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February 2013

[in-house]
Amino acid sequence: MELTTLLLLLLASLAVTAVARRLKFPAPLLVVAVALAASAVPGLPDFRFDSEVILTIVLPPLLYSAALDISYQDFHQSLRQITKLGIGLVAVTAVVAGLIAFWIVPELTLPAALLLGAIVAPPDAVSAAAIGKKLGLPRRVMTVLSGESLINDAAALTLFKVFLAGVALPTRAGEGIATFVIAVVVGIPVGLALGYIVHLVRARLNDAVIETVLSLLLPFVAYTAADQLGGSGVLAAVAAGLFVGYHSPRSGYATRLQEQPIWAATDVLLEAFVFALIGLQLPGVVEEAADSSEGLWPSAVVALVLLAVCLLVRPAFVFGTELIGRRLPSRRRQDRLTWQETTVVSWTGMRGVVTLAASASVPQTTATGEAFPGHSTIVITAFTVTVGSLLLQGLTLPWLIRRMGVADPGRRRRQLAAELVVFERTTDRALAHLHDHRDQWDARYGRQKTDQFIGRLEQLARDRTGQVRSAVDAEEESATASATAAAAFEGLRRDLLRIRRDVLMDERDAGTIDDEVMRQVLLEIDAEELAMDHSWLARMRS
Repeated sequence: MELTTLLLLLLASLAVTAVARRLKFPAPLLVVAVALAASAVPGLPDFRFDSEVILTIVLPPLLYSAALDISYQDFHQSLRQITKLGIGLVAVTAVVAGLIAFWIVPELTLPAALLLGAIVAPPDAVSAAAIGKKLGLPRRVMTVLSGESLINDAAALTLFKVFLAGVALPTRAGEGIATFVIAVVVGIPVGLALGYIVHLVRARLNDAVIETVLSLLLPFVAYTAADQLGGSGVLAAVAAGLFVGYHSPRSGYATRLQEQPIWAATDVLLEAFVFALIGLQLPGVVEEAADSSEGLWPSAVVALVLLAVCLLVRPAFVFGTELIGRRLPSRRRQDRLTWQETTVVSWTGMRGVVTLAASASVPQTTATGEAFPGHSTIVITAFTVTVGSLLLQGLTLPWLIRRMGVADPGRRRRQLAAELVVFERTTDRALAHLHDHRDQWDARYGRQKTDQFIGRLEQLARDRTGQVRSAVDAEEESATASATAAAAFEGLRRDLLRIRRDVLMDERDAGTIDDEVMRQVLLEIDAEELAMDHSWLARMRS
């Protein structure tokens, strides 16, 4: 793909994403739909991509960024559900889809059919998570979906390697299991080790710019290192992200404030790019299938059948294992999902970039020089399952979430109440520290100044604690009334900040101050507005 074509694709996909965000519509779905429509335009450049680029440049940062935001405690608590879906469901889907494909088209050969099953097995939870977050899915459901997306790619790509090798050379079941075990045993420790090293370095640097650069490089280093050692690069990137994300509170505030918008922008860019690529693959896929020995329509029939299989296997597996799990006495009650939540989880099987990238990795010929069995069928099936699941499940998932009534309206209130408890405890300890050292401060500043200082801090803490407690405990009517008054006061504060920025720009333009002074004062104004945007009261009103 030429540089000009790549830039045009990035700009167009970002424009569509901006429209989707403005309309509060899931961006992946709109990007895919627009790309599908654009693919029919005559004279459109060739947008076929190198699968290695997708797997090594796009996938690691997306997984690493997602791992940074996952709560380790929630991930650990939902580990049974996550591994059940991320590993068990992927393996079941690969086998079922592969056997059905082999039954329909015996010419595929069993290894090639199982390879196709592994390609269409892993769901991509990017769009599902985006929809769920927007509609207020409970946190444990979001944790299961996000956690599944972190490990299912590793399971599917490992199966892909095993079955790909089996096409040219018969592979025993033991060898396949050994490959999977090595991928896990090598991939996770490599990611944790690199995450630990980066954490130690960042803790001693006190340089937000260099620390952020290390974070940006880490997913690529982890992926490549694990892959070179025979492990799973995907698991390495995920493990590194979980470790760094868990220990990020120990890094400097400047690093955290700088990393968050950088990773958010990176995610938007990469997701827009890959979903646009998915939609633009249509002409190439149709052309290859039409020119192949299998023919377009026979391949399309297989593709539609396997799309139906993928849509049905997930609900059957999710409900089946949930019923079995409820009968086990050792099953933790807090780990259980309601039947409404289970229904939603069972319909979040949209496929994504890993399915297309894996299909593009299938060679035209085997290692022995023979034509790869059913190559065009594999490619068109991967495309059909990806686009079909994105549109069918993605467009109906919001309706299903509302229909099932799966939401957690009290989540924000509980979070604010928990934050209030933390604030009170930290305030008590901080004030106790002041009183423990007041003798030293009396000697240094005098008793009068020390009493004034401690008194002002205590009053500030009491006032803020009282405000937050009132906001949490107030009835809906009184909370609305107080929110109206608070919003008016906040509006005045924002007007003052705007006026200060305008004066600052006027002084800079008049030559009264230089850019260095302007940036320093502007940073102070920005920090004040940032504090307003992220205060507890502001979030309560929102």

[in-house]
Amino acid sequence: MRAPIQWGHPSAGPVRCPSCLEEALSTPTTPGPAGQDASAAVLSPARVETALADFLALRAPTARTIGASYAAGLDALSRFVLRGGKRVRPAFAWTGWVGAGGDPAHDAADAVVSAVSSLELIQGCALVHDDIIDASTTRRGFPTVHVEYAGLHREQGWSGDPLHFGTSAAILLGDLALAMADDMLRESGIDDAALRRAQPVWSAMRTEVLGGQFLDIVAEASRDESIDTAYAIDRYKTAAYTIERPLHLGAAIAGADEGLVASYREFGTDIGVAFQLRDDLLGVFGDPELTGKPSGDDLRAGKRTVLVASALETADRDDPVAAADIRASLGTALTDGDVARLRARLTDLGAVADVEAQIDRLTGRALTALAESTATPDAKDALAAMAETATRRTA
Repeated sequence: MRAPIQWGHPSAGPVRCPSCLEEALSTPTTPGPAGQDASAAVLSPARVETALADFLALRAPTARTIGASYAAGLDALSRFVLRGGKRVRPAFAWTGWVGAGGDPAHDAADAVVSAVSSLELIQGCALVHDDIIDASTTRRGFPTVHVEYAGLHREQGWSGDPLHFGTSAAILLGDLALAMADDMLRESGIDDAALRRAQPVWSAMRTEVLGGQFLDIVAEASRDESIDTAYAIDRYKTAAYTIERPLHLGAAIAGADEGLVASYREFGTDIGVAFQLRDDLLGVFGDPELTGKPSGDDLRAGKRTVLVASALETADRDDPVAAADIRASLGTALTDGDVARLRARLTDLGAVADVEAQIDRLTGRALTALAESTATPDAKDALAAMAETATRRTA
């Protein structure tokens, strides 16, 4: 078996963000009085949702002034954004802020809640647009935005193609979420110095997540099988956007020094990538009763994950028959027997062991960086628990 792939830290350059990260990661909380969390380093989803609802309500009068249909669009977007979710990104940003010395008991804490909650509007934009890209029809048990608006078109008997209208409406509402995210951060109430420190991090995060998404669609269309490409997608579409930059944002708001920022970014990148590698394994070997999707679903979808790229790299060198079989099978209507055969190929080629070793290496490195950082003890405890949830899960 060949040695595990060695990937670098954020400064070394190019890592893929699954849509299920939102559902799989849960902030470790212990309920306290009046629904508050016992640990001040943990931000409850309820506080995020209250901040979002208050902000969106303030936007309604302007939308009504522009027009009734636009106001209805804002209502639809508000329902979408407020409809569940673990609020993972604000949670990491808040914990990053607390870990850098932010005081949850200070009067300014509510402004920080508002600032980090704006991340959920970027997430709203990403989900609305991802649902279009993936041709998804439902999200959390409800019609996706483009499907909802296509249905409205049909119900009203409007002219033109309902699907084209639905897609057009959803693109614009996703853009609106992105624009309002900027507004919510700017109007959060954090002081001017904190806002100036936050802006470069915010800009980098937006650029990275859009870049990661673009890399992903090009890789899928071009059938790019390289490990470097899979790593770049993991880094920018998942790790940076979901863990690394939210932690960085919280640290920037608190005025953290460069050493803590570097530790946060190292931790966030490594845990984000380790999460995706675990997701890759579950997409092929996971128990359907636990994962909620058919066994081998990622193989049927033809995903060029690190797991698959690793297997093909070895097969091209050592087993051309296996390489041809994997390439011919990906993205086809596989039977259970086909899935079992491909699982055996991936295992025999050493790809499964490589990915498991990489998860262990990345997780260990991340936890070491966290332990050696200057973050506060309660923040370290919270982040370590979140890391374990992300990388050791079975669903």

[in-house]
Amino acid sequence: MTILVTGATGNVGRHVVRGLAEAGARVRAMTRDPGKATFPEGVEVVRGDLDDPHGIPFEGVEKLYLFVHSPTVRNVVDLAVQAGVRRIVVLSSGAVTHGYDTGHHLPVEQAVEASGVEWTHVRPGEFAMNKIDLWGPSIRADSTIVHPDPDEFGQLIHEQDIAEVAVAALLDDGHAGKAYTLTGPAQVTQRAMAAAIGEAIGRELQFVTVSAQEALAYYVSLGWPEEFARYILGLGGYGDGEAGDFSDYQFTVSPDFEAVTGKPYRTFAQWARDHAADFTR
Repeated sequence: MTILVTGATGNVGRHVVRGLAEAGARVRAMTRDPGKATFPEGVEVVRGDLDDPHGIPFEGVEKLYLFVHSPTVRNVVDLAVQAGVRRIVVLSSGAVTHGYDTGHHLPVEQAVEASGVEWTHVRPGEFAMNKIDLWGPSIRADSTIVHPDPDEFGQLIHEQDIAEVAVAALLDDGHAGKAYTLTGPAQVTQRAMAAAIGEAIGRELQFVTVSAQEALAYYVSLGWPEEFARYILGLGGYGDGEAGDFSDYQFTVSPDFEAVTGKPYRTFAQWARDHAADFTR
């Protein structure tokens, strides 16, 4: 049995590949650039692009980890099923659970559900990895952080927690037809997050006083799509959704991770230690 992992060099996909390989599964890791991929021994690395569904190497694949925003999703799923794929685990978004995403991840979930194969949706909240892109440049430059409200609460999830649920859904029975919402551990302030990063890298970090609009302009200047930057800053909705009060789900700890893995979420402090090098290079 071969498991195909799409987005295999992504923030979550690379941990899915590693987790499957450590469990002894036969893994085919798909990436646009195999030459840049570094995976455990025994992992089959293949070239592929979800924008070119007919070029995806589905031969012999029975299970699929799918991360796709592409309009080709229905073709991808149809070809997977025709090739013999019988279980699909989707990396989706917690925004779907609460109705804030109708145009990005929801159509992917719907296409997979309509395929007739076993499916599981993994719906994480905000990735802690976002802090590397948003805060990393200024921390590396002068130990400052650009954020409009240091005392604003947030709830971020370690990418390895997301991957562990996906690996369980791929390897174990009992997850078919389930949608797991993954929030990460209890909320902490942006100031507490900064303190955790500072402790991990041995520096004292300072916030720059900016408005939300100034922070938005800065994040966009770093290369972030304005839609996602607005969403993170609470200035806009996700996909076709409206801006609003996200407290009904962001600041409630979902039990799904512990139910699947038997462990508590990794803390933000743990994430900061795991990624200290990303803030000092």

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The award of the Nobel Prize for literature in 1981 has seemingly assured Elias Canetti's place in literary history. But his significance as a cultural critic has not been adequately recognized. The present study redresses this situation in two ways: by mapping the counter-image of human existence, history, and society that informs Canetti's critique of the modern world and its sciences; and by opening up Canetti's hermetic oeuvre by tracing his cryptic and often concealed dialogue with major figures within the Western tradition such as Hobbes, Durkheim, and Freud and contemporaries such as Adorno, Arendt, and Elias. The authors ask how Canetti's alternative vision of man and society relates to important themes of twentieth-century social and civilizational thought even as it calls into question fundamental assumptions of the social and human sciences. In analyses of 'Auto da Fé, Crowds and Power,' and the aphorisms, the authors elucidate key aspects of Canetti's interrogation of human existence and human history across five thematic complexes: individual and social psychology, totalitarian politics, religion and politics, theories of society, and power and culture. They thus trace the movement of Canetti's thought from an apocalyptic sense of crisis to his search for cultural resources to set against the holocaust of European civilization. Johann P. Arnason teaches sociology at La Trobe University, Melbourne and David Roberts is Emeritus Professor of German at Monash University, Melbourne.

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